Anywhere Working

A couple of weeks ago Microsoft launched the Anywhere Working initiative in conjunction with Business in the Community, Vodafone, Transport for London, Nokia, Regus and Nuffield Health. This group initiative is designed to demonstrate to businesses and individuals how much money, time and carbon can be saved by working more flexibly and finding alternatives to travel. The site (see link above) provides a savings calculator which provides a calculation of money, CO² and time saved by not travelling to your place of work – two days per week working from home rather than making my way from Camberley to Thames Valley Park results in an annual saving of £416, 1.29 tonnes of CO² (crikey) and 5.8 days. Mind you, there’s no such thing as an average week for me, and I will eat into my own supply of tea bags and Jaffa Cakes. The site also provides some case studies for flexible working.

Obviously the viability of working from home depends on your job role, but advancements in technology (such as broadband and corporate-grade real-time collaboration incorporating document / desktop sharing and co-authoring) have made the premise of working from home more realistic and achievable over the past few years. A business adopting unified communications – offering integrated telephony, video and embedded presence awareness – further promotes the experience for home or mobile workers.

Anywhere Working isn’t just about working from home, it’s about working from wherever you find yourself, and therefore support for portable devices is also an important aspect. Last week I was at an off-site team meeting but had to join a customer call, so I used the venue’s WiFi, my Windows 7 tablet, and Lync telephony (and video) to join the meeting from a quiet corner. Anywhere Working is achievable with the right tools and infrastructure (and a connection).

The week commencing 27th of February has been designated Anywhere Working Week, during which businesses and individuals are invited to give flexible working a chance to make an impact. Stay tuned to the Anywhere Working site and also the Facebook page for more information. On the Anywhere Working Twitter account (@Anywhere_Work) you have the opportunity to win a Microsoft Arc Touch Mouse (that’s gotta be worth it).


  1. I’ve been a big fan of the “Anywhere Working” concept for many a year, since I moved out of a desk job in Hursley in 2004.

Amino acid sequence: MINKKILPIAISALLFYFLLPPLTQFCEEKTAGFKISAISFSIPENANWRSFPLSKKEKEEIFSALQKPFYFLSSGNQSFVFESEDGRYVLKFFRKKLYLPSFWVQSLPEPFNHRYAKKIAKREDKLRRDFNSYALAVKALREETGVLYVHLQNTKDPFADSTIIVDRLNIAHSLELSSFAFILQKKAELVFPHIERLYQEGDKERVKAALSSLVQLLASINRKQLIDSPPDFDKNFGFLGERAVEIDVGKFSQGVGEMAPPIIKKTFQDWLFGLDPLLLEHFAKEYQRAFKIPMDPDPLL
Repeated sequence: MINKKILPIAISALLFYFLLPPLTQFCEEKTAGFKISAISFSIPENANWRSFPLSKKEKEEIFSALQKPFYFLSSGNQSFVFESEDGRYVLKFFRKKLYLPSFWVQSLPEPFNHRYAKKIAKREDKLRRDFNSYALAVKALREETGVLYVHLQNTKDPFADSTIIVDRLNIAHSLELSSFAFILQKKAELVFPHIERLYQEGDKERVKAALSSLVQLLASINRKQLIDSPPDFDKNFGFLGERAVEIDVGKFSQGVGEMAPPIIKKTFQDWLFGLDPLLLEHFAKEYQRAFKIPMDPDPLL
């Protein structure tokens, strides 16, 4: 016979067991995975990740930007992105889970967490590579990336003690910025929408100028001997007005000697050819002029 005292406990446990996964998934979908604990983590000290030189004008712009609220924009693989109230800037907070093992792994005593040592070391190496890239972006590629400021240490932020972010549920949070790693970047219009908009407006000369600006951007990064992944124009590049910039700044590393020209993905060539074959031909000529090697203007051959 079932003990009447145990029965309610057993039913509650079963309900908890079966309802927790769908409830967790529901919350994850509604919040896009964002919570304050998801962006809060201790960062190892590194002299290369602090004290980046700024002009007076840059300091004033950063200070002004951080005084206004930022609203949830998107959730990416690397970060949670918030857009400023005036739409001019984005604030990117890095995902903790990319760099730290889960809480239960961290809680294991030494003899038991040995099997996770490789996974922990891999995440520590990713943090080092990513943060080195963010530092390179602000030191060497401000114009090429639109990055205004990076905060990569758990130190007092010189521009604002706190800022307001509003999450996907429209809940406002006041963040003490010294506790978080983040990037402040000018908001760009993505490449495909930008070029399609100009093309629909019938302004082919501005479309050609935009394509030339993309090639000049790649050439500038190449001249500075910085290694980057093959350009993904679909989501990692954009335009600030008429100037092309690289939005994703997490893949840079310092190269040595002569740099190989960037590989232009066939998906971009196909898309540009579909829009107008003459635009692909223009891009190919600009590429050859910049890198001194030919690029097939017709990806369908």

Even before that, I used to love the flexibility of being able to work anywhere at any time, as long as I had some kind of connectivity ( accessing PROFS email via a 3270 emulator on a Palm Pilot connected via serial lead to a Nokia 2110, via 9,600 dial up ).

    As a semi-professional “road/rail/air warrior”, I always make sure I carry just enough gear to get working – the thing that often lets me down is a lack of a reliable internet connection; 3G rarely works outside the urban areas, and finding a pervasive, consistent and affordable wifi connection is a challenge – BT Openzone offers some hope, but it’s not always available everywhere.

    Still, one soldiers on 🙂

  2. 3G is patchy even if you’re standing still in the middle of a town. On a train it’s usually awful (even a simple phone call on a train can be a challenge). But a 3G dongle is useful when you turn up at a customer site and find that for a number of reasons you wouldn’t possibly be able to use their wireless network.

    Working from home became a necessary option for me when I lost my office in Lotus Park (I used to have a prime spot upstairs in block 3), and then I lost a permanently-assigned desk, and then the Lotus team were treated like second-class citizens, always being moved to accommodate another team. And then IBM took away the free-tea privileges.

    These days when I work from home I tend to start around 07:30 and can get a lot done before the bulk of activity starts at 09:00. In some ways it’s no different to home working during the IBM days – the major difference is that everyone in Microsoft uses Lync telephony and conference calls… compare that to patchy SUT adoption and using external conference calls in IBM. Who joined, who joined, who joined…?

  3. I’ve just dug out the Plantronics USBDECT headset, as the old-school wired headset fell apart last week.

    We still get the “Who joined, who joined” plaintive cries, but that’s often because I’m on conference calls with customers and partners, often using their own internal call services.


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